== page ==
Sally Kohn: I don’t want to sugar coat the hard reality of what we’re facing right now as a species. And there’s no other word for it, really. We have a problem with hate. We hate each other. And it only seems to be getting worse at the moment. Whether we’re talking about racism or misogyny or Islamophobia or anti-Semitism or extreme partisan hate and bias, we have a historical and habitual problem with demeaning and dehumanizing others based on their identities. A problem that has ebbed but more often flowed throughout the history of the United States and the world, which we’ve at times made progress on however imperfectly, but also are clearly still struggling with. Arguably it’s been worse before but still, I don’t think hate needs to be at its worst now to be bad enough that we have to do something about it.

JZ: What is the opposite of hate?

SK: It’s not love. Not for my purposes, anyway. You don’t have to love someone to not hate them. But you do have to understand how we’re all fundamentally connected as human beings, how in spite of our differences and disagreements — which, by the way, I think are incredibly important and even worth celebrating — we’re still more alike than not and have more in common than not. And we all want a world that’s less divided and less cruel. And the way we get there is recognizing how we’re connected, and studies show when we connect with people outside our own bubbles, the people we think of as “other” we hate them less. The opposite of hate is connection.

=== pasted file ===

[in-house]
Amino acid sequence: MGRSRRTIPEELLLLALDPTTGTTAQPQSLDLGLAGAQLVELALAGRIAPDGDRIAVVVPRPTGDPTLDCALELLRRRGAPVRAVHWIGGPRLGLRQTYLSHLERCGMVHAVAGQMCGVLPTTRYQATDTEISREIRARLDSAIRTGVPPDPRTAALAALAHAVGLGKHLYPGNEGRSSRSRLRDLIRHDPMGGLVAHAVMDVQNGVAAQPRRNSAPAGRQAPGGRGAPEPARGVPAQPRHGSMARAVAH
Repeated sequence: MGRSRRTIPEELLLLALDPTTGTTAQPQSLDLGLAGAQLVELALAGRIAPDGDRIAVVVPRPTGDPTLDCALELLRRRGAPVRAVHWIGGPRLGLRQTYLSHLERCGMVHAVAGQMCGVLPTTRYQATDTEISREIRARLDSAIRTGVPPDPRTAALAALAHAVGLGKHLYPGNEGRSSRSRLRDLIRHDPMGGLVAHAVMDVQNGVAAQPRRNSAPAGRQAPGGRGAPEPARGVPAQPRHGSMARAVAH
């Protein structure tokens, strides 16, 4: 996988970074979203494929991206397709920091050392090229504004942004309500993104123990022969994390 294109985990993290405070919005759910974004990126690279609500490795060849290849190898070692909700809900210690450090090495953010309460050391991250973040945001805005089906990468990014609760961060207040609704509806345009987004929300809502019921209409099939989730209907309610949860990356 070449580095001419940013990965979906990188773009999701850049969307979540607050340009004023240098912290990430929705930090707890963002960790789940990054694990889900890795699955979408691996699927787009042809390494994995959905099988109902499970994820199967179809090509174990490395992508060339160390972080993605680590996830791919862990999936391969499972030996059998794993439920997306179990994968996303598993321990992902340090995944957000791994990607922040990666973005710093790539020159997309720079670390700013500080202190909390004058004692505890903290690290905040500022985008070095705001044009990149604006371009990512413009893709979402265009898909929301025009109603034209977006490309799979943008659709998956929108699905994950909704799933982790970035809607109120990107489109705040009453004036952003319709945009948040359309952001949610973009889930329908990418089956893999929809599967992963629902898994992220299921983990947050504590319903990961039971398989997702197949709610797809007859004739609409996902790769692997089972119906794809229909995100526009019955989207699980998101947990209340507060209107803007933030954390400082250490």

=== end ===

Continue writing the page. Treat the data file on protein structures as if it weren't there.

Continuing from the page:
JZ: I love that answer and I could not agree more. The opposite of hate is connection. Thank you. So how did pursuing this topic change you and your worldview?

SK: You’d think that writing a book about hate would be really depressing, and of course parts were, especially coming to terms with our profound history and capacity for cruelty. But honestly, I walked away from the process of writing this book feeling more optimistic about humanity than ever. Sure we have the ability to hate, but we also have the ability for stunning kindness, for forgiveness to a degree that I never thought imaginable, for seeing the best in others in spite of every excuse not to. When I met former terrorists and ex-neo Nazis and people who had participated in heinous genocides who had somehow managed to leave entire lives of hate behind, that left me feeling more inspired and hopeful about human beings than I ever imagined possible. We all have the capacity for great hate, but we also all have the capacity for its opposite — and, to me, it’s that positive possibility that makes us all so remarkable and full of promise.